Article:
This section is from the book "Business Finance", by William Henry Lough. Also available from Amazon: Business Finance, A Practical Study of Financial Management in Private Business Concerns.
The capital funds used in business enterprises fall into two classes, "owned funds" and "borrowed funds." In an individual proprietorship or in a partnership the distinction is clear and easily made. The total value of the assets of such a business is represented on the liability side of the balance sheet, first by obligations, or "borrowed funds," and secondly by proprietorship, including whatever surplus has accumulated.
In a corporation the distinction between "owned" and "borrowed" capital is not always so clear, nor is it so vital. The corporation itself owns all of its assets and owes not only its obligations; but also its capital stock and surplus. The creditors and the shareholders of the corporation hold varying amounts and degrees of claims against the corporation which almost imperceptibly shade into each other. The distinction between debenture bonds and certain types of preferred stock is slight. Indeed, it would be difficult to name any dividing line which clearly separates the shareholders from the obligation holders, or creditors, of a corporation.
Nevertheless, we may in general follow the customary line of distinction and say that most bonds, notes, accounts payable, and other obligations of a corporation, may be regarded as representative of borrowed capital, and most shares of capital stock may be regarded as representative of owned capital.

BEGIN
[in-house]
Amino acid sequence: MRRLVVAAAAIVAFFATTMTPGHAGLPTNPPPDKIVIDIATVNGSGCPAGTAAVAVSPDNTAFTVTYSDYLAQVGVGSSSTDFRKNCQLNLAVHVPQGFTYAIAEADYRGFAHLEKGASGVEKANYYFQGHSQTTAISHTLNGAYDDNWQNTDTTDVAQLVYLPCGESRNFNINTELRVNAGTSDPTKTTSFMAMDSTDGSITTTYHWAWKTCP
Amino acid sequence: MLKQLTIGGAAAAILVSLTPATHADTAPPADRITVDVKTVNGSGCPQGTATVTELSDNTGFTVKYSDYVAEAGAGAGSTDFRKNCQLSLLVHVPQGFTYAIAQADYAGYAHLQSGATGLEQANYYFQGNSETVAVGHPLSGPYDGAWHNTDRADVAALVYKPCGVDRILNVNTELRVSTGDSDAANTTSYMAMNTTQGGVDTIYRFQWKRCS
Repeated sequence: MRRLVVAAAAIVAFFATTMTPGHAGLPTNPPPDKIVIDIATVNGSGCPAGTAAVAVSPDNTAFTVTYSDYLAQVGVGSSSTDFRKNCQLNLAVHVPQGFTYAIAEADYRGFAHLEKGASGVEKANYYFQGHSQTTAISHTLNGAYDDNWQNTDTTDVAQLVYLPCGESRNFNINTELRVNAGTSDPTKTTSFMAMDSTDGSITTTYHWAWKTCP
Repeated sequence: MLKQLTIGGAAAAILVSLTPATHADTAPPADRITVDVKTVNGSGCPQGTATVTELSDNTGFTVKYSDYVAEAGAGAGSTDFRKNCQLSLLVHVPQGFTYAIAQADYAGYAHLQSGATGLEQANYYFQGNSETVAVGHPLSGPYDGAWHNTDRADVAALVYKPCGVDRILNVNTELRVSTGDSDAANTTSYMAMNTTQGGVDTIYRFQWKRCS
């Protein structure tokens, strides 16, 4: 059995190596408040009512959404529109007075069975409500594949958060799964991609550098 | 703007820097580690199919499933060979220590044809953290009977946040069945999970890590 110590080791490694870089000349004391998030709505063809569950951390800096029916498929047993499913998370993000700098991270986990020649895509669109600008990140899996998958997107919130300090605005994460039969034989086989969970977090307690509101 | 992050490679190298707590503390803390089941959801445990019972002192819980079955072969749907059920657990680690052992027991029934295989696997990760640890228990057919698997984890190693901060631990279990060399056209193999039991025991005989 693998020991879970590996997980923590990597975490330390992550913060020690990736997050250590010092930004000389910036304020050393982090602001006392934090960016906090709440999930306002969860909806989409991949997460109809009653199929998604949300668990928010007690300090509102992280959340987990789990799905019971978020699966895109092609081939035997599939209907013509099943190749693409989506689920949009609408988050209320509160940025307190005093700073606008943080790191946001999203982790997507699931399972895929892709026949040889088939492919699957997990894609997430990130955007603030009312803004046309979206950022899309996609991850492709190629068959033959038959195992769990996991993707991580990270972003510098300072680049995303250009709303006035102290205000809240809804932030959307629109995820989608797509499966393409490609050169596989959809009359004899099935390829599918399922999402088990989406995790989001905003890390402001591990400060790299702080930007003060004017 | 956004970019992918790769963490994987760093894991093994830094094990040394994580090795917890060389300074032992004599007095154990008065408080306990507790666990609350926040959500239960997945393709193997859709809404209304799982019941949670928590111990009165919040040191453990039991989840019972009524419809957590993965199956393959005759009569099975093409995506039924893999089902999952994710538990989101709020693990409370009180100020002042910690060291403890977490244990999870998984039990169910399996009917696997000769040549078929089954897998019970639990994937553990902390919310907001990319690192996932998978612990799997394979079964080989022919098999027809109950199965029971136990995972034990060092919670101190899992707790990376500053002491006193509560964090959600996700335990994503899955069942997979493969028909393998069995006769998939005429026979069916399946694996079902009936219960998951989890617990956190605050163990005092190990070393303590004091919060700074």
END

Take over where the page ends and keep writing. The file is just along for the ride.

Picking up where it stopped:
Some companies have practically nothing but owned capital; that is to say, their borrowings are almost nil. Ordinarily, the only corporations in this condition are those which have just started, or those which are small and struggling and have not the credit which would enable them to borrow even on short time. Once in a while, however find a large corporation which follows the same policy. For instance, the W. L. Douglas Shoe Company carries on the liability side of its balance sheet only common stock, preferred stock, and a small amount of current accounts payable.
A small enterprise is usually conducted on the owned capital of the proprietor or the partnership, with possibly recourse to the bank for short-term loans from time to time. Also, the proprietor or one of the partners will sometimes, borrow money for the business on his personal note, secured perhaps by mortgage of his real estate, and thus increase his investment and the amount of the partnership's owned capital by the amount so secured.
When there is a single proprietor, he may perhaps, when additional capital is required, secure this by the admission of a partner with capital A partnership might accomplish the same result by adding another partner. It is possible at times for firms to secure additional capital by admitting special or limited partners, who take no active part in the business but who invest capital and share In the profits. In many states the statutes. provide that the speicial or limited partner shall not he liable to creditors of the firm beyond his investment. When the statutes do not provide for limited partnership , the same end may be accomplished by admitting a dormant, silent, or Sleeping partner. The dormant partner takes no part in the business, and usually avoids publicity as to his connection with the business. if known to be a partner, he may be held for the partnership obligations, like any other member of the firm.
It is, of course, always possible for a sole proprietorship or partnership to incorporate and issue stock; if it does so, its capital problems are then the same as those of any other Corporation Many small businesses have been incorporated, and most businesses when they increase to a certain point incorporate, on account of the facility given by the corporate forms in securing additional capital.